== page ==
The Use of a T-Plate as ‘‘Spring Plates’’ for Small
Comminuted Posterior Wall Fragments
Bruce H. Ziran, MD,* Jill E. Little, BA,† and Ramsey C. Kinney, MD, PhD*
Summary: In the treatment of posterior wall fractures of the
acetabulum, a modified distal radius T-plate can be substituted for one
third tubular spring plates for fixation of thin, small, or comminuted
posterior wall fragments. This technique is described as well as a case
series of 33 patients with various posterior wall acetabular fractures.
Key Words: acetabular fracture, posterior wall, internal fixation,
(J Orthop Trauma 2011;25:574–576)
In certain acetabular fracture patterns, the posterior wall
fragment can be very thin or quite small (less than 5 mm) and
cannot be adequately secured with an overlying 3.5-mm
reconstruction plate. In such cases, the use of a spring plate has
been advocated, which is usually made from a one third
tubular plate that is contoured to provide a compressive force
on the small fragment over which a standard 3.5-mm
reconstruction plate is applied.1,2The joint reactive force
vector across the hip is 2.35 times body weight with the
posterior wall bearing 24% of this load.3The small spring
plates serve to distribute force over the small fracture segments
and also help avoid intra-articular penetration of screws that
may have been used to secure such fragments close to the
articular surface. In the eventof greater comminution or longer
rim fragments, multiple one third tubular plates have been
used. Because the one third tubular plate has a relatively thin
profile and width, multiple plates are needed for extended
fragments or comminution.
In the present report, we propose a technical modifica-
tion whereby the contact area for a spring plate can be
increased easily andwithout havingto resort tomultiple plates.
Using a distal radial T-plate in the same manner as the spring
plate, the area of contact nearest the articular surface is
broadened. A standard overlying 3.5-mm reconstruction plate
can be used as with one third tubular plates. We report on the
technique and our small case series of 33 patients.
This technique is indicated in acetabular fractures with
a small posterior wall fragment that requires stabilization and
cannot be entirely contained with the standard 3.5-mm
reconstruction plate. The T-plate chosen can be either a standard
T-plate orangleT-plate.Theplate can besized by removalofthe
proximal end (Fig. 1). The distal ‘‘T’’ portion can be slightly
bent and the remainder of the plate gently curved to match the
contour of the posterior wall. The plate will initially be convex,
but when the fixation of the stem to the bone is performed, the
platewill naturally flatten and provide the ‘‘spring’’ effect, in the
same manner that occurs with one third tubular plates (Fig. 2).
The plates should be independently attached to the pelvis with
a screw before having an overlying reconstruction plate applied.
Additional fixation, especially in the case of extensive
comminution, can be achieved by removal of the distal portion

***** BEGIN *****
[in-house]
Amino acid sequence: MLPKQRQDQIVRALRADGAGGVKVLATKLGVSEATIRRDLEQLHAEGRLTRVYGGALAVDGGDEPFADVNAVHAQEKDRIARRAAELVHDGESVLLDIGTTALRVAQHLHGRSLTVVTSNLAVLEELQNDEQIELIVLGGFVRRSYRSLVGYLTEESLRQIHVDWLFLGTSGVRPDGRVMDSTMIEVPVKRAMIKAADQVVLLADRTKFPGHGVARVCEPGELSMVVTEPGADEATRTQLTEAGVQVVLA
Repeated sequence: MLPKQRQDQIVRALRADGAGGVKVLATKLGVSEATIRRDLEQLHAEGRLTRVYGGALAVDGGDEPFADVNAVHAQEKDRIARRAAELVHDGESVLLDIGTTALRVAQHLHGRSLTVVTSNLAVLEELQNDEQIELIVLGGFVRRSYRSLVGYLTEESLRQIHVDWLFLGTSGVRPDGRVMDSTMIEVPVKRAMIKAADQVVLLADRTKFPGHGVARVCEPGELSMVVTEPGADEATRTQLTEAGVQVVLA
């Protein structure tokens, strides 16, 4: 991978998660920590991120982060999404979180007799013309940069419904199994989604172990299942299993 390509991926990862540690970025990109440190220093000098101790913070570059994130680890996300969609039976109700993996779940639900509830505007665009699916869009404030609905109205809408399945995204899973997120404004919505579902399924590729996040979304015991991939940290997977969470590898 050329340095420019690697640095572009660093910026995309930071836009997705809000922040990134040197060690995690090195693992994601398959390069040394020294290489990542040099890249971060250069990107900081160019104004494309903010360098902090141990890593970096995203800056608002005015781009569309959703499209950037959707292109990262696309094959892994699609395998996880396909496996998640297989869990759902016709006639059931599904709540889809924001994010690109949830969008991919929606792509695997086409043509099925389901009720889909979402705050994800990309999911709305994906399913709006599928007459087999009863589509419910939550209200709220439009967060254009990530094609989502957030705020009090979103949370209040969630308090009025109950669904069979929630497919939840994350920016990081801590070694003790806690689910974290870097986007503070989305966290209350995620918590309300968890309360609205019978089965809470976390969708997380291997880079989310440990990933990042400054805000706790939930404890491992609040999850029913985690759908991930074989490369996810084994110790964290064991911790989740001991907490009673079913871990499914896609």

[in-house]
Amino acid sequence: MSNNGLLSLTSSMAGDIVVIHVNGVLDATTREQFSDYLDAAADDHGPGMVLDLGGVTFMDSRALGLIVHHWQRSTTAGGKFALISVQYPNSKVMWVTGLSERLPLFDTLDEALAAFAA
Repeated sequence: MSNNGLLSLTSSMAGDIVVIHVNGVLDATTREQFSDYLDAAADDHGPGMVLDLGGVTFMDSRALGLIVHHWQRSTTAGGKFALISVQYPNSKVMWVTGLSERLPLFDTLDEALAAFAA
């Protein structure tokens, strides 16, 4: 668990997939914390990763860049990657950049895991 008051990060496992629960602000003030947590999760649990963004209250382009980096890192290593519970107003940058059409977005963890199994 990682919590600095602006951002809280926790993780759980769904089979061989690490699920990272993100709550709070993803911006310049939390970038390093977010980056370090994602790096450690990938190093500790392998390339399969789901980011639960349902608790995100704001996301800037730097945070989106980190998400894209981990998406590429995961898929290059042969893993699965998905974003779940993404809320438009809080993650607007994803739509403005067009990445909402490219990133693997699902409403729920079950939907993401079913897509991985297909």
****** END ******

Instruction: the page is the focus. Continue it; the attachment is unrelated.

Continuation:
of the T-plate to create multiple prongs to aid in securing the
fragments (Fig. 3A).
Like any pronged spring plate, care should be taken to
ensure that the prongs are not beyond the osseous edge of the
bone into the labrum or femoral head, which would result in
abrasive wear. Other potential complications associated with
spring plates in general include overcontouring leading to
inadequate buttressing of the wall fragments as well as errors
in sizing the plate that can result in extension into the greater
sciatic notch and irritation of the rotators and sciatic nerve.
Correct placement of the reconstruction plate is also important
to avoid excessive loading of the thinner spring plate.
During the time period of 2003 to 2008, we performed
the previously described technique on 33 patients ranging
from 18 to 79 years of age who required this type of plate
because of very thin, small, or comminuted posterior wall
fragments (Table1). We did not havea control group using one
third tubular plates for comparison. All fractures had
a posterior wall element, but the overall fracture patterns
included simple posterior wall, extended posterior wall,
superior posterior wall, posterior wall with posterior column,
transverse posterior wall, and T-type with posterior wall. The
mechanisms of injury were motor vehicle crash, motorcycle
Accepted for publication August 23, 2010.
From the *Department of Orthopaedics, Atlanta Medical Center, Atlanta, GA;
and †St. Elizabeth Health Center, Youngstown, OH.
No funds were received in support of this work.
No benefits in any form have been or will be received from a commercial party
related directly or indirectly to the subject of the manuscript.
B. H. Ziran is a paid consultant for Stryker, Synthes, Medtronic and has equity
position with Tekartis.
Reprints: Bruce H. Ziran, MD, Director of Orthopaedic Trauma, Atlanta
Medical Center, Orthopaedic Residency Program, 303 Parkway Drive NE,
Atlanta, GA 30312 (e-mail: email@example.com).
Copyright ? 2011 by Lippincott Williams & Wilkins
574|www.jorthotrauma.comJ Orthop Trauma?Volume 25, Number 9, September 2011